Red. The color creeps in, at the edges of my dreams, through the windows of the studio. Outside, I see it growing in neat rows in the park, in blossoms on the trees, and in the sunset. Night falls, and it drips from neon signs and taillights, pools in puddles left from the rain.
I’m not usually this fixated. Yes, I notice colors. You don’t get to do what I do if you don’t. I notice pattern and light, texture and color, and my brain turns them all into compositions of lines and curves and shape, and my hand interprets those things and splashes it on canvas.
For some reason, though, I am stuck – obsessed at this point, really – with red. I think it’s her lips. I can’t seem to find the right shade, and I’ve tried more than a few. Crimson, carmine, red, auburn, burgundy, vermilion – they all seem wrong. Fifty-two colors, and I can’t find a fucking match. Some artist.
I should’ve listened to my mother. She always said I should’ve been a surgeon.
The charcoal scratches on canvas, and her eyebrow is finished. It’s a delicate thing, soft and feathery. I smudge it a bit and get shadow where there was none. I’m avoiding her lips. Avoiding her stare, and that pout under her nose. I set the charcoal down, and walk away.
I pass the coat rack, where my jacket hangs like a limp rag. After a moment of indecision, I tug it on and grab my keys. The door slams behind me, and I stomp down a dark wood hallway to stairs that creak with every step. Afternoon light slants through the window set in the front door, and I watch dust play in it before I step through.
Outside, the world goes on. A couple passes by on the other side of the street, arms around each other. Cars occasionally pass, their tires whispering on the asphalt. Sometimes I hear words in them. I glance over my shoulder, at the front door, and feel a pang of guilt. I usually do when I’m not working. She’s there, waiting. She can afford to be patient, though.
I walk to the park, the cool spring breeze ruffling my jacket, sending stray strands of hair wisping off in the wind. The buildings to either side of me take on an almost merry look, inviting. This close to the park is tourist ground, and I notice the occasional person passing me on the sidewalk has become people, first a few, then a stream, like a creek emptying into a river.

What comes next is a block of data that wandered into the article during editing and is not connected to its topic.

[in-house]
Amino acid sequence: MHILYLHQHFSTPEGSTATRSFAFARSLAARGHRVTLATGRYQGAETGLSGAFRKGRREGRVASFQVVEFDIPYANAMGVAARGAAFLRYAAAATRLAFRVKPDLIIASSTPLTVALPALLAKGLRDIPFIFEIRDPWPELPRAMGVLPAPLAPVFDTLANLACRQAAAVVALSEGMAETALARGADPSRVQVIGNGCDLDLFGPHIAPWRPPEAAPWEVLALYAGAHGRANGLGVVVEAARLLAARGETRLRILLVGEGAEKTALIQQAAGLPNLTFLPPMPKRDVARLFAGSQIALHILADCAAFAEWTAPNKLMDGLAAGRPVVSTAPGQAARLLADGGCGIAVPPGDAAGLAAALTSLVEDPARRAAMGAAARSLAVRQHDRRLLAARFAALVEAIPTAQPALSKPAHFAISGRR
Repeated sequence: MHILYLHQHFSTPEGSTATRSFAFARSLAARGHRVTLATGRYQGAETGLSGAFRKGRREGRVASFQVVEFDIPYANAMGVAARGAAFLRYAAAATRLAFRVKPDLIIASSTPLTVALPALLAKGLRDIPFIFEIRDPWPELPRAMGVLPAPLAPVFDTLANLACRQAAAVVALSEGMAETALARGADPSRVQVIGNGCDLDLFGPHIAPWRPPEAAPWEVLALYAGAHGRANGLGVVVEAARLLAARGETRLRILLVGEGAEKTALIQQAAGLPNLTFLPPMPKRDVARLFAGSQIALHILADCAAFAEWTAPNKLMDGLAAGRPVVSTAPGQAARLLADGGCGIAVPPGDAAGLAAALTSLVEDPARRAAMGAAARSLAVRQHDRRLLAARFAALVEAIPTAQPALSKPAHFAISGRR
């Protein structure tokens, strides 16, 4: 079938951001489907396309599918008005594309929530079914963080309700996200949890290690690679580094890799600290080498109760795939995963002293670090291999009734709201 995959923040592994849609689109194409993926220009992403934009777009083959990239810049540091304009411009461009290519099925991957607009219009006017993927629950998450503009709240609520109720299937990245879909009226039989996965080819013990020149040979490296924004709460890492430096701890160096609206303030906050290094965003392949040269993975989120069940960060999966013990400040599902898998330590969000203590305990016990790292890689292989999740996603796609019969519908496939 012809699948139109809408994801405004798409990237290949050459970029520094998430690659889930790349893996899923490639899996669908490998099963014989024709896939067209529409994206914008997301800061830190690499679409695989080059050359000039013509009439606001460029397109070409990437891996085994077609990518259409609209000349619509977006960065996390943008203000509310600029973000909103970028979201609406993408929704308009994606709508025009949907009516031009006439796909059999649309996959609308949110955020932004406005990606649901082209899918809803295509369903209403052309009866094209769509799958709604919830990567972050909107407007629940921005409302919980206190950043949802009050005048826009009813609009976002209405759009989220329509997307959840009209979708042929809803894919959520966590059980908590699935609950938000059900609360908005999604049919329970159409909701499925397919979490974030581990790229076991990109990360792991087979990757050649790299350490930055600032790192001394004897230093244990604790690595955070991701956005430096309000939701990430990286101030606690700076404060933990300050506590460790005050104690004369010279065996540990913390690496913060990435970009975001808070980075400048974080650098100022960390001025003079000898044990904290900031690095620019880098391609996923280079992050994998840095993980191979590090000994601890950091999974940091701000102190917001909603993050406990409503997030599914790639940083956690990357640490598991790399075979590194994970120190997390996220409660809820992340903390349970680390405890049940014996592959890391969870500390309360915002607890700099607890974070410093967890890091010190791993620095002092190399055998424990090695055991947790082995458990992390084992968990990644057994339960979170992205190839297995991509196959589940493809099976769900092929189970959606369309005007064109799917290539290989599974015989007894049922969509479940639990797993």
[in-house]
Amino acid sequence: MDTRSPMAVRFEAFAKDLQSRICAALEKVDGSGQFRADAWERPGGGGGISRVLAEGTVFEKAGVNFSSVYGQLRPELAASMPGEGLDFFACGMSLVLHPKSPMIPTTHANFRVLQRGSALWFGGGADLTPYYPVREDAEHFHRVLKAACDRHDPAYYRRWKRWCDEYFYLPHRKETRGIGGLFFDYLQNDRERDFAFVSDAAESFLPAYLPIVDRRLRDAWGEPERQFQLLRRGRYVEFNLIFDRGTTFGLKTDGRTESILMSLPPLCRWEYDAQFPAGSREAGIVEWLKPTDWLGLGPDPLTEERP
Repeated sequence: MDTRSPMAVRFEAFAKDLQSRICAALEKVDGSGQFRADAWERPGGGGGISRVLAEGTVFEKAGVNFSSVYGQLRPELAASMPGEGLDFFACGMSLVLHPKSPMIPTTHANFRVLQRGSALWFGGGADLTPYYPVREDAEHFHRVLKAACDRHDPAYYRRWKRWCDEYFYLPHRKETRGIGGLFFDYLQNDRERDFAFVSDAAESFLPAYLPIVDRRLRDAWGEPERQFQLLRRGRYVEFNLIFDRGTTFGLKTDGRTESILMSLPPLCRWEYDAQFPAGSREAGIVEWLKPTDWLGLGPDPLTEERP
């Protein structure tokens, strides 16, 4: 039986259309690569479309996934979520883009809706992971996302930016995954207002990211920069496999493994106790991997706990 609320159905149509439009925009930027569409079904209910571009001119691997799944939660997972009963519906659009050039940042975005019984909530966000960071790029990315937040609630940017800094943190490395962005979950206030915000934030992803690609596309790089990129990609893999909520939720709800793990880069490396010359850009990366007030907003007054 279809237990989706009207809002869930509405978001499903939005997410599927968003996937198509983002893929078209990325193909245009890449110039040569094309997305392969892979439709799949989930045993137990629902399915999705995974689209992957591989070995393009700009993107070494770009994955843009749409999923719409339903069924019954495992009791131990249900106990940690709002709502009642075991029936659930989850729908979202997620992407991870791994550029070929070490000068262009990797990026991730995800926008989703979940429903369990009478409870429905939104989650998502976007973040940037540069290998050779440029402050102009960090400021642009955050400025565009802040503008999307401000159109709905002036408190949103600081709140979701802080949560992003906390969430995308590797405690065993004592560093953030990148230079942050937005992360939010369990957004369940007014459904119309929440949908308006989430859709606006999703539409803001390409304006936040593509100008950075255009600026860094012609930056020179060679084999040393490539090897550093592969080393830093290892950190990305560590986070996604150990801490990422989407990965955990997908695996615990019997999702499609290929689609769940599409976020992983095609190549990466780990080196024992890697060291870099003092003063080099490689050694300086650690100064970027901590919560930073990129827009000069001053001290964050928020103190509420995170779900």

I turn off and cross the street to the park. This early in the day, it’s still relatively unmolested, green trees and grass and daffodils and lilies all nodding their heads in time to the breeze that shuffles by. I walk by a bed of tulips and suppress the urge to lash out, to kick their stupid fucking red heads off.
I decide to keep walking.
Out of the park, buildings rise up beside me again, then fall away to my left as the river begins to edge closer to the road. The breeze is stronger here, colder, and whipping up whitecaps that break on the rocks of the bank. Spray tickles the back of my neck, and I turn my collar up.
When I look up, I’m at a dead end. Someone Built a warehouse here years ago, and it’s fallen into disrepair. Apparently, the city hadn’t thought it worth the cost to just tear the damn thing down already. I decide to take the roundabout and walk home. On the other side of the street, something moves in the shadows of an alley, and I stop.
Probably a rat. Just a rat.
Feeling brave, I stick my head into the narrow space between two brick buildings that smell like grease and motor oil. Nothing moves, and I take a step, which is just enough movement to spook the rat that had been snacking. It charges past me with a squeak, and I aim a kick and a curse at it as it flies by me. Three more steps take me into the dark, and I stop when my shoe bumps against something soft and yielding.
I wait a beat, for my eyes to adjust. It’s mid-afternoon outside, but in the alley, a maze of ductwork, pipes, and eaves overhead between the buildings drop the light to near night. I prod the thing with the toe of my shoe and hear the rustle of plastic. Just trash. I turn to go and see a smear on the wall beside me. It looks like someone spattered paint here, dribbled it down the wall, and into irregular puddles on the concrete.